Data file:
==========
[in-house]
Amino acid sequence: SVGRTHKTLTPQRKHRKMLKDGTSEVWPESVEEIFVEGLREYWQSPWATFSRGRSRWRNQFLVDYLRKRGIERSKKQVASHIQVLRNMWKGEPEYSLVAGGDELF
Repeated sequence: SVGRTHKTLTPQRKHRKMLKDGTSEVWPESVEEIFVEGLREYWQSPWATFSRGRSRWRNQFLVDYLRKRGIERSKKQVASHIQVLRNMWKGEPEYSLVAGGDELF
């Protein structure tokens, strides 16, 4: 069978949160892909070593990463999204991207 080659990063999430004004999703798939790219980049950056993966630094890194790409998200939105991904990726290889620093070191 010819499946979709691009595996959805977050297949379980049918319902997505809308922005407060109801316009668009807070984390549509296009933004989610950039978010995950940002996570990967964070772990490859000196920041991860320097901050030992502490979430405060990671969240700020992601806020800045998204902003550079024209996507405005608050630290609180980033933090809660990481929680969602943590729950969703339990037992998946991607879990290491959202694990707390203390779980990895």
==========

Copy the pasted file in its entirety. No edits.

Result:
[in-house]
Amino acid sequence: SVGRTHKTLTPQRKHRKMLKDGTSEVWPESVEEIFVEGLREYWQSPWATFSRGRSRWRNQFLVDYLRKRGIERSKKQVASHIQVLRNMWKGEPEYSLVAGGDELF
Repeated sequence: SVGRTHKTLTPQRKHRKMLKDGTSEVWPESVEEIFVEGLREYWQSPWATFSRGRSRWRNQFLVDYLRKRGIERSKKQVASHIQVLRNMWKGEPEYSLVAGGDELF
């Protein structure tokens, strides 16, 4: 069978949160892909070593990463999204991207 080659990063999430004004999703798939790219980049950056993966630094890194790409998200939105991904990726290889620093070191 010819499946979709691009595996959805977050297949379980049918319902997505809308922005407060109801316009668009807070984390549509296009933004989610950039978010995950940002996570990967964070772990490859000196920041991860320097901050030992502490979430405060990671969240700020992601806020800045998204902003550079024209996507405005608050630290609180980033933090809660990481929680969602943590729950969703339990037992998946991607879990290491959202694990707390203390779980990895």